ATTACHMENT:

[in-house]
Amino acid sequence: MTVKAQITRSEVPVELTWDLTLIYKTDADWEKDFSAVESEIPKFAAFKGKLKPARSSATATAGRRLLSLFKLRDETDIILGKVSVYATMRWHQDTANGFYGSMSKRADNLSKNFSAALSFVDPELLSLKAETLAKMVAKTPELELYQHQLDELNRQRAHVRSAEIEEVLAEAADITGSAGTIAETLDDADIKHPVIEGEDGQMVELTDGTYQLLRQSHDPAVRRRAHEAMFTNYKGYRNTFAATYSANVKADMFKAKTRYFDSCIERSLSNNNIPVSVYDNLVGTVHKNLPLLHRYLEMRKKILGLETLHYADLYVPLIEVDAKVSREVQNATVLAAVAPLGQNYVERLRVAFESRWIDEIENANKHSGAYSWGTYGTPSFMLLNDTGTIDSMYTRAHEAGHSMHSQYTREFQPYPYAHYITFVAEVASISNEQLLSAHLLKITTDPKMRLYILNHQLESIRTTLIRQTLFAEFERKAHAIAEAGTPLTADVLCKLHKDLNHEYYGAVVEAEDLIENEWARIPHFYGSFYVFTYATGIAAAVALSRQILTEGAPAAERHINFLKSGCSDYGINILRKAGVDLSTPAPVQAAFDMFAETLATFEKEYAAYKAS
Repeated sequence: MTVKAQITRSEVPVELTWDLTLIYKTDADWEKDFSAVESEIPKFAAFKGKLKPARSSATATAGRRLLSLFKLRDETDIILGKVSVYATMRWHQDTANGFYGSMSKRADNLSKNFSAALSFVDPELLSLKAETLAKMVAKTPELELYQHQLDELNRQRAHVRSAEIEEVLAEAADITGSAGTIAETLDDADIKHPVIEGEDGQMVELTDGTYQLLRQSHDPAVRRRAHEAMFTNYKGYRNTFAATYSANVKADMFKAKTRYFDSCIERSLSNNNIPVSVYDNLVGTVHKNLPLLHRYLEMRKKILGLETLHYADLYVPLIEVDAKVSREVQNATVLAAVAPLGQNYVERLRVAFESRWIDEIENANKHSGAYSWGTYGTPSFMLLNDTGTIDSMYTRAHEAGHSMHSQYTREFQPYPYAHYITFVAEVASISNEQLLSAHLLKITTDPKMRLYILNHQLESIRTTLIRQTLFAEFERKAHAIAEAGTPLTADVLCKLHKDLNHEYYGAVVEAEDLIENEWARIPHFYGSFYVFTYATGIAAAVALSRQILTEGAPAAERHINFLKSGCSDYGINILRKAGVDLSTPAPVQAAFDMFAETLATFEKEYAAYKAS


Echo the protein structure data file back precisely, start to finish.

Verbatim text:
[in-house]
Amino acid sequence: MTVKAQITRSEVPVELTWDLTLIYKTDADWEKDFSAVESEIPKFAAFKGKLKPARSSATATAGRRLLSLFKLRDETDIILGKVSVYATMRWHQDTANGFYGSMSKRADNLSKNFSAALSFVDPELLSLKAETLAKMVAKTPELELYQHQLDELNRQRAHVRSAEIEEVLAEAADITGSAGTIAETLDDADIKHPVIEGEDGQMVELTDGTYQLLRQSHDPAVRRRAHEAMFTNYKGYRNTFAATYSANVKADMFKAKTRYFDSCIERSLSNNNIPVSVYDNLVGTVHKNLPLLHRYLEMRKKILGLETLHYADLYVPLIEVDAKVSREVQNATVLAAVAPLGQNYVERLRVAFESRWIDEIENANKHSGAYSWGTYGTPSFMLLNDTGTIDSMYTRAHEAGHSMHSQYTREFQPYPYAHYITFVAEVASISNEQLLSAHLLKITTDPKMRLYILNHQLESIRTTLIRQTLFAEFERKAHAIAEAGTPLTADVLCKLHKDLNHEYYGAVVEAEDLIENEWARIPHFYGSFYVFTYATGIAAAVALSRQILTEGAPAAERHINFLKSGCSDYGINILRKAGVDLSTPAPVQAAFDMFAETLATFEKEYAAYKAS
Repeated sequence: MTVKAQITRSEVPVELTWDLTLIYKTDADWEKDFSAVESEIPKFAAFKGKLKPARSSATATAGRRLLSLFKLRDETDIILGKVSVYATMRWHQDTANGFYGSMSKRADNLSKNFSAALSFVDPELLSLKAETLAKMVAKTPELELYQHQLDELNRQRAHVRSAEIEEVLAEAADITGSAGTIAETLDDADIKHPVIEGEDGQMVELTDGTYQLLRQSHDPAVRRRAHEAMFTNYKGYRNTFAATYSANVKADMFKAKTRYFDSCIERSLSNNNIPVSVYDNLVGTVHKNLPLLHRYLEMRKKILGLETLHYADLYVPLIEVDAKVSREVQNATVLAAVAPLGQNYVERLRVAFESRWIDEIENANKHSGAYSWGTYGTPSFMLLNDTGTIDSMYTRAHEAGHSMHSQYTREFQPYPYAHYITFVAEVASISNEQLLSAHLLKITTDPKMRLYILNHQLESIRTTLIRQTLFAEFERKAHAIAEAGTPLTADVLCKLHKDLNHEYYGAVVEAEDLIENEWARIPHFYGSFYVFTYATGIAAAVALSRQILTEGAPAAERHINFLKSGCSDYGINILRKAGVDLSTPAPVQAAFDMFAETLATFEKEYAAYKAS